I do not see a direct relationship between the structure of the forward curve and intraday prices. Nothing I would consider as a day trader.
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hope its not to late to jump on this thread. Fat Tails, can you please explain a bit more on oil arb. if Im in refining business and buying oil, means physically owning and storing it for some time, Im shorting frontline and long lets say 3 months contract:
in 2 weeks time if price goes higher
Im ok with physical (but have to refine it)
loosing on frontline
gaining on 3m contract
the move in front line will be bigger than in 3m so I'll have a loss
Let us assume that are you are in the refining business. Then you have two problems
(1) make sure that your refining business gets you a decent refining margin
(2) manage the market risk of your stocks of crude and finished products
The two problems are not related.
Solution for 1: Now let us assume that today's refining margins are decent and that you would like to lock them in. Then you might do the following
-> enter into a long crude position for the next few contract months
-> enter into a short position for gasoil for the next few contract months
-> enter into a short position for gasoline for the next few contracts months
You would need to calculate the size of your position according to the configuration of your refinery. If you do some hydrocracking, you would allot a larger fraction to your gasoil position and a smaller fraction to your gasoline position, in case your refinery has an fluid catalytic cracker, it would be the inverse.
Solution for 2: The amount of physical stocks is only determined by the operational requirements of your refinery. However, depending on your view on future market evolution, you could hedge your physical stocks to reduce market exposure. Or if you have no view on market evolution and want to avoid to speculate, you would simply define your typical stock requirements, leave those unhedged, but hedge the difference between your actual stocks and the typical stock requirements.
Hope this answers your question.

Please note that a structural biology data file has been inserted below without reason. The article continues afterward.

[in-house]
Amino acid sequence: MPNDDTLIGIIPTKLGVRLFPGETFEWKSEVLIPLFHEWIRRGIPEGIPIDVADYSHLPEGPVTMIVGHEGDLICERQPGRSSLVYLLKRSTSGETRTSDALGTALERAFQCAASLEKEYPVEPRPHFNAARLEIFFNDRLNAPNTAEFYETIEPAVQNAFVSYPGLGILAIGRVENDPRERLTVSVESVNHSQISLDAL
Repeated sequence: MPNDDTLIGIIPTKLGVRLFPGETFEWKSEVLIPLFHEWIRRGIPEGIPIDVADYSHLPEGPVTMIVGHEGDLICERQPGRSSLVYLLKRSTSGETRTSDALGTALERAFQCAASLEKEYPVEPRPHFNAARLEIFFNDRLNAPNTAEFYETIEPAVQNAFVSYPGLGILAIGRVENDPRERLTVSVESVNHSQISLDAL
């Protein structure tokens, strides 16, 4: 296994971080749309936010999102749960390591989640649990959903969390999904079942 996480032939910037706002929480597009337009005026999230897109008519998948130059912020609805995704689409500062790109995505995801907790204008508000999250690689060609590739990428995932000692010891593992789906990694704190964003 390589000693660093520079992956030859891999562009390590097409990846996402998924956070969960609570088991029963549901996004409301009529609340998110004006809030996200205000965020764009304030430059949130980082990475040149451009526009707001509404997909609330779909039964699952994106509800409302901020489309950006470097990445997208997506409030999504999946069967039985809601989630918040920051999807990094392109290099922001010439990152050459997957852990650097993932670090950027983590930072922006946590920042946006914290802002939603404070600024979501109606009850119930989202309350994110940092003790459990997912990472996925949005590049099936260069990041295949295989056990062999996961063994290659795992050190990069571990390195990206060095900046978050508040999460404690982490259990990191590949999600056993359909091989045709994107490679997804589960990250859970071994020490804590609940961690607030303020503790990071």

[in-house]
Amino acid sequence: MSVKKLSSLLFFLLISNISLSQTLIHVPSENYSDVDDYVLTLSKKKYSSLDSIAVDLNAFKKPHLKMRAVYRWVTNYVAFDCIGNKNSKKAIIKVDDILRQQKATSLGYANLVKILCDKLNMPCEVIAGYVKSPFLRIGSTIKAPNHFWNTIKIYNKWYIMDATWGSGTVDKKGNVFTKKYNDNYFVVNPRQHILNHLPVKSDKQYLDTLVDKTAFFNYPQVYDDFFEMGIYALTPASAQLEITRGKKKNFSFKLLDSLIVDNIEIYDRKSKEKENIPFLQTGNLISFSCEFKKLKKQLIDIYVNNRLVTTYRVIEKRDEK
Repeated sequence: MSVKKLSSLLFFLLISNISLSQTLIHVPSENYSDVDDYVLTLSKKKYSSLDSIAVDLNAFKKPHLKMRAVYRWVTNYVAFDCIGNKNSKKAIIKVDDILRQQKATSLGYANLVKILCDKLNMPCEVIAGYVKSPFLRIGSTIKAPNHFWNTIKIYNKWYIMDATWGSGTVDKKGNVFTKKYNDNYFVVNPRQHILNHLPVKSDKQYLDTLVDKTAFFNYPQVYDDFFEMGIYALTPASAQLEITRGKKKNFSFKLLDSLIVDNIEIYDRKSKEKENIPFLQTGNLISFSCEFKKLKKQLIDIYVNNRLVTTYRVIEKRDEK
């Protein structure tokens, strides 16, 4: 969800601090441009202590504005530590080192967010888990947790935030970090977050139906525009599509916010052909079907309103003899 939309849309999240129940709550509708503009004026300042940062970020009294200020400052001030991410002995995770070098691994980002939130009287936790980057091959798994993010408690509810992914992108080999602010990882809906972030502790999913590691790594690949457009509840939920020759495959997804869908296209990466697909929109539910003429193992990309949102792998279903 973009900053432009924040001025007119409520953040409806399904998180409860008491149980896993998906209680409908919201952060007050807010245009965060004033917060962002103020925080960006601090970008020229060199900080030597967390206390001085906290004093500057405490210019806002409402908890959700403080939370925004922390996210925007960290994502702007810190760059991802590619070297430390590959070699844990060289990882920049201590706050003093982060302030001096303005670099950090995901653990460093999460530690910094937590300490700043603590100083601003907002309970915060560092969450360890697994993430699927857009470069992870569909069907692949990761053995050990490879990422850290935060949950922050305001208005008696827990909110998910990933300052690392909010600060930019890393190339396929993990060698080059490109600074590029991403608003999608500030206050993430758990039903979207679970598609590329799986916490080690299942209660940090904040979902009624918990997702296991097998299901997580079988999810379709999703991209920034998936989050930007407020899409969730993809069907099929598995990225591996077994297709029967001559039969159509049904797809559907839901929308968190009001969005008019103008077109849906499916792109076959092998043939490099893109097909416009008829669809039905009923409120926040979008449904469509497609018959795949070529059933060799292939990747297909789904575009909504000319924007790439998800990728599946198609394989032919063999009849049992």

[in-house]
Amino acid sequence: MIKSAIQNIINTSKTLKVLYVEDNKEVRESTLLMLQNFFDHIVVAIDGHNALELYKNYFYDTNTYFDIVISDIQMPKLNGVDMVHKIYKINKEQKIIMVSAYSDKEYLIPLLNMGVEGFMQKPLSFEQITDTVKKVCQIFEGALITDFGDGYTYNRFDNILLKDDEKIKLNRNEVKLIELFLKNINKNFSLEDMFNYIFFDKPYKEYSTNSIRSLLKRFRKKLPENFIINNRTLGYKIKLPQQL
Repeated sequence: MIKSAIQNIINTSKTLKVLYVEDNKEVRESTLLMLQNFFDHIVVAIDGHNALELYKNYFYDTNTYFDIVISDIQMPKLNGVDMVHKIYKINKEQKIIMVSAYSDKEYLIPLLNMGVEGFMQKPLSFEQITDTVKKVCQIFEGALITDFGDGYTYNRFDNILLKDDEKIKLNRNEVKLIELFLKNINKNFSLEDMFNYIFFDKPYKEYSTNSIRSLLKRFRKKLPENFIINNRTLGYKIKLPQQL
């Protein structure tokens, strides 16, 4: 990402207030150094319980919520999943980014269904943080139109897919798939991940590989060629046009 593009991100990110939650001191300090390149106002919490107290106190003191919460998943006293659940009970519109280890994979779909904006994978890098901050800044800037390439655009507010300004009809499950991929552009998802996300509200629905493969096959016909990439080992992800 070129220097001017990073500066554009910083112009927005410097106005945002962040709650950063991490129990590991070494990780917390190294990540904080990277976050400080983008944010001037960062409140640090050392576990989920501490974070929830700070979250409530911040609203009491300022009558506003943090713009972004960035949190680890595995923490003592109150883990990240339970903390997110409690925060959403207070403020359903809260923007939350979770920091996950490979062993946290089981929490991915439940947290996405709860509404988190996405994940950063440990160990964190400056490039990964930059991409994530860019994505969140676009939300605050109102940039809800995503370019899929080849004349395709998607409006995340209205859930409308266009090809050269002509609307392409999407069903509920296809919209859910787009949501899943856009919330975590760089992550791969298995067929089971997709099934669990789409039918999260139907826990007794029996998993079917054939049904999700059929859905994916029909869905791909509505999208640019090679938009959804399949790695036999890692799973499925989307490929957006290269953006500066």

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Thanks Fat Tails, I do trade crack spreads and watching the market closely on that.
I was wondering how you benefit from owning physical oil (first, regardless Im refinery or not and then try to see if I can apply anything). Im interested in Brent, its in backwardation, no contango in near term futures.
When you simply shorting frontline and taking long down the curve you playing on curve flattening. How adding physical adds value?
Let say I have physical 10K bbl of Brent oil bought by $125/bbl.
· If I store the oil till apr 14th (cost of carry – convenience yield) I will have $124/bbl
· Frontline future (May 12) trades at 125 - short the future
· Lock in $1/bbl pl
Why should I go long further down the curve? If I can lock in profit by using frontline.
During a contango market, you can use physical oil for arbitrage. This requires accessible storage capacity. Buy the oil, sell the futures short and lock in the profit. If Brent crude is in normal backwardation, you do not want to own it, but would try to sell it to the spot market. Backwardation points to a physical shortage.
During a backwardation market, you would want to sell as much physical oil as you can to purchase it back as a discount. However, selling physical oil is only possible, if you own it and if you don't need it for securing your own supplies. If you have bought 10K bbl physical oil, you should get rid of it immediately.
Let us assume that you have bought physical Brent for $ 125 and have sold short the equivalent of futures (May 2012 contract) at $ 125. Then you can exchange your physical position for a long futures position at settlement. If you do this, you will have to pay interest to your bank for financing the physical position and storage fees to the operator of the tank farm. And in the end you will have accumulated a fat loss.